SC

Course Descriptions

  • Biology 111 - Biology 1: The Unity of Life. Fundamental principles of prokaryotic and eukaryotic life. An examination of life processes from the molecular to the ecological. Lecture and laboratory. Credit 4 hours.

  • Biology 112 - Biology 2: The Diversity of Life. Evolutionary diversity of eukaryotes, with an emphasis on animals and plants. Animal and plant structure and function. Lecture and laboratory. Credit 4 hours.

  • Biology 216 - Cell Biology. A study of the structure and function at the molecular, organelle, and cellular levels of organization. The course will examine in detail the major cellular processes in eukaryotic cells. Lecture and laboratory. Credit 4 hours.

  • Biology 221 - Human Anatomy & Physiology. An introduction to the structure and function of the human body. Designed for students in various fields, requiring a basic but comprehensive knowledge of human anatomy and physiology. Lecture and laboratory. Credit 5 hours.

  • Biology 230 - Genetics & Evolution. An examination of the fundamentals of transmission, population and molecular genetics, and the principles of organic evolution. Lecture and laboratory. Credit 4 hours.

  • Biology 243 - Comparative Anatomy of the Vertebrates. Comparative structure of the vertebrates with emphasis on selected types. Lecture and laboratory. Credit 5 hours.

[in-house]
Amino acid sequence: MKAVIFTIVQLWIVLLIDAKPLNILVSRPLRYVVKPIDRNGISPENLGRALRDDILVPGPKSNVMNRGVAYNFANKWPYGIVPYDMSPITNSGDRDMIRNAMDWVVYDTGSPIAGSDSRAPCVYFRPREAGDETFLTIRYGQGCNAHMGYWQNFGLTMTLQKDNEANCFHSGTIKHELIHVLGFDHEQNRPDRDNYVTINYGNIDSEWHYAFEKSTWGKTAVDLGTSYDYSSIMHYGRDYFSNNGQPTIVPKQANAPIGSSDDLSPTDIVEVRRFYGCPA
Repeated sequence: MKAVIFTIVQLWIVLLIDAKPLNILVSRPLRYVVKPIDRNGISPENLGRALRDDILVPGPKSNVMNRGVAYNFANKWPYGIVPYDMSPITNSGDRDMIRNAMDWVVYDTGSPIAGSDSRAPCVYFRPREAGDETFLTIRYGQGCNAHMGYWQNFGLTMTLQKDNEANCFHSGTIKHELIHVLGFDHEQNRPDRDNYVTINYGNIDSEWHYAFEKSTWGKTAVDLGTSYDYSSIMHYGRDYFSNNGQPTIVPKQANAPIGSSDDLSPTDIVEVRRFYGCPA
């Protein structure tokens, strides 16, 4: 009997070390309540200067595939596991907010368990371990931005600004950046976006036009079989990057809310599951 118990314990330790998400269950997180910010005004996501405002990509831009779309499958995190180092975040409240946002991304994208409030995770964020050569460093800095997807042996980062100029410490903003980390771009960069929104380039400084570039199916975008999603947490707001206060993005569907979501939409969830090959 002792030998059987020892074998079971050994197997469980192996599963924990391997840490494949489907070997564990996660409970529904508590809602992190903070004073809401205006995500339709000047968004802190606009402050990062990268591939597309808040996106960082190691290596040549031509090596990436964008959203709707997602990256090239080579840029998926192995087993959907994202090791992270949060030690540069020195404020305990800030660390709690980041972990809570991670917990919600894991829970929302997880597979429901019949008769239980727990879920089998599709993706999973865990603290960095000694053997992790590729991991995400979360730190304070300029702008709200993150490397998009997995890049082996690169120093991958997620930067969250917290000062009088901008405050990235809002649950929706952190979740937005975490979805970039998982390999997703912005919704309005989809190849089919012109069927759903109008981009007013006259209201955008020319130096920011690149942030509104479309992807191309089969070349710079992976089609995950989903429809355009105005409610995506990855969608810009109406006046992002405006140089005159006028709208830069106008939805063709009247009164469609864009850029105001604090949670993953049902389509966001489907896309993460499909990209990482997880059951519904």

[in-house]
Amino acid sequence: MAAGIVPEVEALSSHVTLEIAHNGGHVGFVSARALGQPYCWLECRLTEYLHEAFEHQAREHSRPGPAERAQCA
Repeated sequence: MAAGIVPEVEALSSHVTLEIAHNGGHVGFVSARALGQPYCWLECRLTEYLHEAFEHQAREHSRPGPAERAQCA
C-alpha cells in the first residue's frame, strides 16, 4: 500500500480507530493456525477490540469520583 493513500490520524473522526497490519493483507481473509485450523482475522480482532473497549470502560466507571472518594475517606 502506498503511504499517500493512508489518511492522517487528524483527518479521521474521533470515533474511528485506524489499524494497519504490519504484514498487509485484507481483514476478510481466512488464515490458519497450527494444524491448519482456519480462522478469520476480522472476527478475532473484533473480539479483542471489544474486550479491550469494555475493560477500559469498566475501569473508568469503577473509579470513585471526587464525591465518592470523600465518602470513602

• Biology 290 - Pathophysiology. This is a foundational course in the study of physiologic and pathologic concepts of human homeostasis and alterations in homeostasis. It focuses on rationales for adaptations of human functioning to stressors and altered health states. It provides a basis for understanding alterations in functioning imposed by diseases processes so that application to understanding clinical presentations can be made. Anatomy and Physiology, Chemistry, and other supplementary science courses may provide a foundational knowledge bases for this course. Prerequisite: Biology 221. Credit 4 hours.

  • Biology 305 - Marine Biology. An introduction to the diverse array of marine organisms and marine habitats. Examination of the ecology of oceans from the intertidal to the deep sea. Emphasis upon adaptation to environmental factors and ecological relationships. Prerequisite: a college biology course or consent of instructor. Lecture and laboratory. Credit 5 hours.

  • Biology 310 - Developmental Biology. The study of patterns of development, mechanisms of cellular differentiation, and cellular interactions in development in animals and plants. Examination of the cellular, molecular, and genetic mechanisms governing these processes. Lecture and laboratory. Credit 5 hours.

  • Biology 321 - Cadaver Dissection. Advanced training in gross human anatomy and dissection techniques. Students will perform selected dissections on a human cadaver specimen. Prerequisite: 221 or 243 and consent of instructor. Graded S/U. Credit 1 or 2 hours.

  • Biology 322 - Animal Behavior. Examines the different philosophical approaches and experimental methodologies used to study animal behavior including ethology, comparative psychology, sociobiology, and behavioral ecology. The primary focus of these explorations will be to understand the proximate mechanistic causes and ultimate evolutionary explanations for the behavior of animals. A wide taxonomic spectrum of animals will be considered ranging from the simplest protozoans to guppies and human beings. Specific topics include communication, foraging, reproduction, and sociality. Lecture and laboratory. Credit 4 hours.